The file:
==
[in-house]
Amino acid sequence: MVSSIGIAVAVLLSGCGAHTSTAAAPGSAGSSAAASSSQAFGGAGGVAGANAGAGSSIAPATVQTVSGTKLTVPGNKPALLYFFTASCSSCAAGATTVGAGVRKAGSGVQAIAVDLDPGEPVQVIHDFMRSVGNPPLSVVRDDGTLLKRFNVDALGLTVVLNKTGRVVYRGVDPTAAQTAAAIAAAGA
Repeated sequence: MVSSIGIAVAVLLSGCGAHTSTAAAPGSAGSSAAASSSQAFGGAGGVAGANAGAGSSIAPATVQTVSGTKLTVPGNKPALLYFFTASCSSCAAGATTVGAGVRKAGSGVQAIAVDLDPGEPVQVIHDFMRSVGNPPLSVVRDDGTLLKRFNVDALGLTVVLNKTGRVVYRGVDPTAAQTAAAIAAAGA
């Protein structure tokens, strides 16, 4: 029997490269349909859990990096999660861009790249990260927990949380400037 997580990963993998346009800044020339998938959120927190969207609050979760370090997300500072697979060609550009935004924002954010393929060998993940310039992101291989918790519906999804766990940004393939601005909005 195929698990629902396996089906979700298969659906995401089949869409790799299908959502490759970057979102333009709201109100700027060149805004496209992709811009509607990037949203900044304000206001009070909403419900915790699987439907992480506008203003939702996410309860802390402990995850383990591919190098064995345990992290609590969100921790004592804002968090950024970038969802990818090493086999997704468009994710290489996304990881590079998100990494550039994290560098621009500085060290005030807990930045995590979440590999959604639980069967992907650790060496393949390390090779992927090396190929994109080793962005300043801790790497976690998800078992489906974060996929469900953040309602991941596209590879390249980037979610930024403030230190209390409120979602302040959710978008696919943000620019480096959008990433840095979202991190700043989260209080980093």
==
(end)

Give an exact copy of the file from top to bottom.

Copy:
[in-house]
Amino acid sequence: MVSSIGIAVAVLLSGCGAHTSTAAAPGSAGSSAAASSSQAFGGAGGVAGANAGAGSSIAPATVQTVSGTKLTVPGNKPALLYFFTASCSSCAAGATTVGAGVRKAGSGVQAIAVDLDPGEPVQVIHDFMRSVGNPPLSVVRDDGTLLKRFNVDALGLTVVLNKTGRVVYRGVDPTAAQTAAAIAAAGA
Repeated sequence: MVSSIGIAVAVLLSGCGAHTSTAAAPGSAGSSAAASSSQAFGGAGGVAGANAGAGSSIAPATVQTVSGTKLTVPGNKPALLYFFTASCSSCAAGATTVGAGVRKAGSGVQAIAVDLDPGEPVQVIHDFMRSVGNPPLSVVRDDGTLLKRFNVDALGLTVVLNKTGRVVYRGVDPTAAQTAAAIAAAGA
């Protein structure tokens, strides 16, 4: 029997490269349909859990990096999660861009790249990260927990949380400037 997580990963993998346009800044020339998938959120927190969207609050979760370090997300500072697979060609550009935004924002954010393929060998993940310039992101291989918790519906999804766990940004393939601005909005 195929698990629902396996089906979700298969659906995401089949869409790799299908959502490759970057979102333009709201109100700027060149805004496209992709811009509607990037949203900044304000206001009070909403419900915790699987439907992480506008203003939702996410309860802390402990995850383990591919190098064995345990992290609590969100921790004592804002968090950024970038969802990818090493086999997704468009994710290489996304990881590079998100990494550039994290560098621009500085060290005030807990930045995590979440590999959604639980069967992907650790060496393949390390090779992927090396190929994109080793962005300043801790790497976690998800078992489906974060996929469900953040309602991941596209590879390249980037979610930024403030230190209390409120979602302040959710978008696919943000620019480096959008990433840095979202991190700043989260209080980093």